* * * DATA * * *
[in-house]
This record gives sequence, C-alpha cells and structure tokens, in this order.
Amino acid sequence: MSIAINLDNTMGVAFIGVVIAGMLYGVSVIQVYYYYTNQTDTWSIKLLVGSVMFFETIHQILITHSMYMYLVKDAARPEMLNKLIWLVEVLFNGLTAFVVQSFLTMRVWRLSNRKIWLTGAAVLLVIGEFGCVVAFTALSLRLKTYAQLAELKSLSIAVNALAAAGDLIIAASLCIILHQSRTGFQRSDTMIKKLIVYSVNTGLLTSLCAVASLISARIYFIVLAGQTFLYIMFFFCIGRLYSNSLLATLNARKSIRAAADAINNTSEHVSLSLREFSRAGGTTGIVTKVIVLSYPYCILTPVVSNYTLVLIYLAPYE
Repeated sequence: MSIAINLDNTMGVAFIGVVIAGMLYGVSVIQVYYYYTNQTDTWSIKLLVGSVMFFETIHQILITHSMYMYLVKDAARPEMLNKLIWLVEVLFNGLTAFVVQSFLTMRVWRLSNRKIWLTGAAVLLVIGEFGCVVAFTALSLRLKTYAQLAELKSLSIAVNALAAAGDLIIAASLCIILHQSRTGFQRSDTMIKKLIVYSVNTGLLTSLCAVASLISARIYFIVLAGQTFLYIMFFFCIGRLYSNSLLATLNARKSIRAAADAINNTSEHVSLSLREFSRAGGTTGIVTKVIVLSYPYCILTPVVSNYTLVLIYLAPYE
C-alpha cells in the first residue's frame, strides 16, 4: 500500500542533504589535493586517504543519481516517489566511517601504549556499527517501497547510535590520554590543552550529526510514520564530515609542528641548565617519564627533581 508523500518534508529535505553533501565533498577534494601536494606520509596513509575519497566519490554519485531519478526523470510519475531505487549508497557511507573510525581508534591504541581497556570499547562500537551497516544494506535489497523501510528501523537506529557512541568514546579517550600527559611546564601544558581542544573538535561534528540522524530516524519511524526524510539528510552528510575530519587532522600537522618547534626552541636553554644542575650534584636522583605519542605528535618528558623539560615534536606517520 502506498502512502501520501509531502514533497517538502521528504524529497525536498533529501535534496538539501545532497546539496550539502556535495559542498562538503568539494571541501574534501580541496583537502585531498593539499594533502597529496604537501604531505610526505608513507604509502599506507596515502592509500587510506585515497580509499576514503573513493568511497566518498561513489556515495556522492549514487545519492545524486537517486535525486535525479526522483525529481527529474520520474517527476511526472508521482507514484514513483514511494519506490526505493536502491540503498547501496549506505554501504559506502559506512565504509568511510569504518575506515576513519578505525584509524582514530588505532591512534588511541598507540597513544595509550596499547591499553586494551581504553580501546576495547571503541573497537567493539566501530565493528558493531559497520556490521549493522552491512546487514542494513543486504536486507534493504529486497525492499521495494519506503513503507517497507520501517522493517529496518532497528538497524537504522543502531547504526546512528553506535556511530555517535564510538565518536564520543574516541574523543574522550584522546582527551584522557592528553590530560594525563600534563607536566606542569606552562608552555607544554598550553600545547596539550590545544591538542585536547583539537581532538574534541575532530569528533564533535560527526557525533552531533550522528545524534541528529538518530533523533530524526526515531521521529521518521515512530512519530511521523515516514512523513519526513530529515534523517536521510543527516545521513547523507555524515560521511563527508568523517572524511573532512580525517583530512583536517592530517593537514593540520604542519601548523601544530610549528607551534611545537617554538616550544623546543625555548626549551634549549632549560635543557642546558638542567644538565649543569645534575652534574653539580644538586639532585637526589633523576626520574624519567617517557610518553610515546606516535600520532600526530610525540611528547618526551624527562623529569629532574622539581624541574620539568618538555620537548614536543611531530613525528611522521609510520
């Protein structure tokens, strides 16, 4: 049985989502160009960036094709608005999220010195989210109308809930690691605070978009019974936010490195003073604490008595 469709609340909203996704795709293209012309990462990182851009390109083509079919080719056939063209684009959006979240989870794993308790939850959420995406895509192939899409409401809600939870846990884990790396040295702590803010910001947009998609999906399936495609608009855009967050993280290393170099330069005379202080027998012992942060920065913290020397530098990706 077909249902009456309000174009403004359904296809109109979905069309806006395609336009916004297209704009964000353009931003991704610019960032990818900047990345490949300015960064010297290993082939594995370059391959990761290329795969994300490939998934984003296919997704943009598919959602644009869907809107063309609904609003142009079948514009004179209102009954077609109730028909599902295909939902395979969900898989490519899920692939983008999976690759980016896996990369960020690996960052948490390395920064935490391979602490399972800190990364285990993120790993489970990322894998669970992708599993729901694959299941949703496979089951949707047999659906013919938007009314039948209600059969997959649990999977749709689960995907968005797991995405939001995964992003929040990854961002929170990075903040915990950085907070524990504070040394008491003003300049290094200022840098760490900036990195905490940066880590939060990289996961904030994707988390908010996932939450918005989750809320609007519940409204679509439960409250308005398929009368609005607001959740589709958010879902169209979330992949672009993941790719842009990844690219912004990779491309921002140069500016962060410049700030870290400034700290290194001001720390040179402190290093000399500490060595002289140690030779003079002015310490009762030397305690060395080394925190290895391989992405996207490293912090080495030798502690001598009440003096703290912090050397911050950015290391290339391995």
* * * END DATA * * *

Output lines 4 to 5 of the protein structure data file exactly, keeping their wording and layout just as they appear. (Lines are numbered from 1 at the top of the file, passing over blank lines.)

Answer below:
Repeated sequence: MSIAINLDNTMGVAFIGVVIAGMLYGVSVIQVYYYYTNQTDTWSIKLLVGSVMFFETIHQILITHSMYMYLVKDAARPEMLNKLIWLVEVLFNGLTAFVVQSFLTMRVWRLSNRKIWLTGAAVLLVIGEFGCVVAFTALSLRLKTYAQLAELKSLSIAVNALAAAGDLIIAASLCIILHQSRTGFQRSDTMIKKLIVYSVNTGLLTSLCAVASLISARIYFIVLAGQTFLYIMFFFCIGRLYSNSLLATLNARKSIRAAADAINNTSEHVSLSLREFSRAGGTTGIVTKVIVLSYPYCILTPVVSNYTLVLIYLAPYE
C-alpha cells in the first residue's frame, strides 16, 4: 500500500542533504589535493586517504543519481516517489566511517601504549556499527517501497547510535590520554590543552550529526510514520564530515609542528641548565617519564627533581 508523500518534508529535505553533501565533498577534494601536494606520509596513509575519497566519490554519485531519478526523470510519475531505487549508497557511507573510525581508534591504541581497556570499547562500537551497516544494506535489497523501510528501523537506529557512541568514546579517550600527559611546564601544558581542544573538535561534528540522524530516524519511524526524510539528510552528510575530519587532522600537522618547534626552541636553554644542575650534584636522583605519542605528535618528558623539560615534536606517520 502506498502512502501520501509531502514533497517538502521528504524529497525536498533529501535534496538539501545532497546539496550539502556535495559542498562538503568539494571541501574534501580541496583537502585531498593539499594533502597529496604537501604531505610526505608513507604509502599506507596515502592509500587510506585515497580509499576514503573513493568511497566518498561513489556515495556522492549514487545519492545524486537517486535525486535525479526522483525529481527529474520520474517527476511526472508521482507514484514513483514511494519506490526505493536502491540503498547501496549506505554501504559506502559506512565504509568511510569504518575506515576513519578505525584509524582514530588505532591512534588511541598507540597513544595509550596499547591499553586494551581504553580501546576495547571503541573497537567493539566501530565493528558493531559497520556490521549493522552491512546487514542494513543486504536486507534493504529486497525492499521495494519506503513503507517497507520501517522493517529496518532497528538497524537504522543502531547504526546512528553506535556511530555517535564510538565518536564520543574516541574523543574522550584522546582527551584522557592528553590530560594525563600534563607536566606542569606552562608552555607544554598550553600545547596539550590545544591538542585536547583539537581532538574534541575532530569528533564533535560527526557525533552531533550522528545524534541528529538518530533523533530524526526515531521521529521518521515512530512519530511521523515516514512523513519526513530529515534523517536521510543527516545521513547523507555524515560521511563527508568523517572524511573532512580525517583530512583536517592530517593537514593540520604542519601548523601544530610549528607551534611545537617554538616550544623546543625555548626549551634549549632549560635543557642546558638542567644538565649543569645534575652534574653539580644538586639532585637526589633523576626520574624519567617517557610518553610515546606516535600520532600526530610525540611528547618526551624527562623529569629532574622539581624541574620539568618538555620537548614536543611531530613525528611522521609510520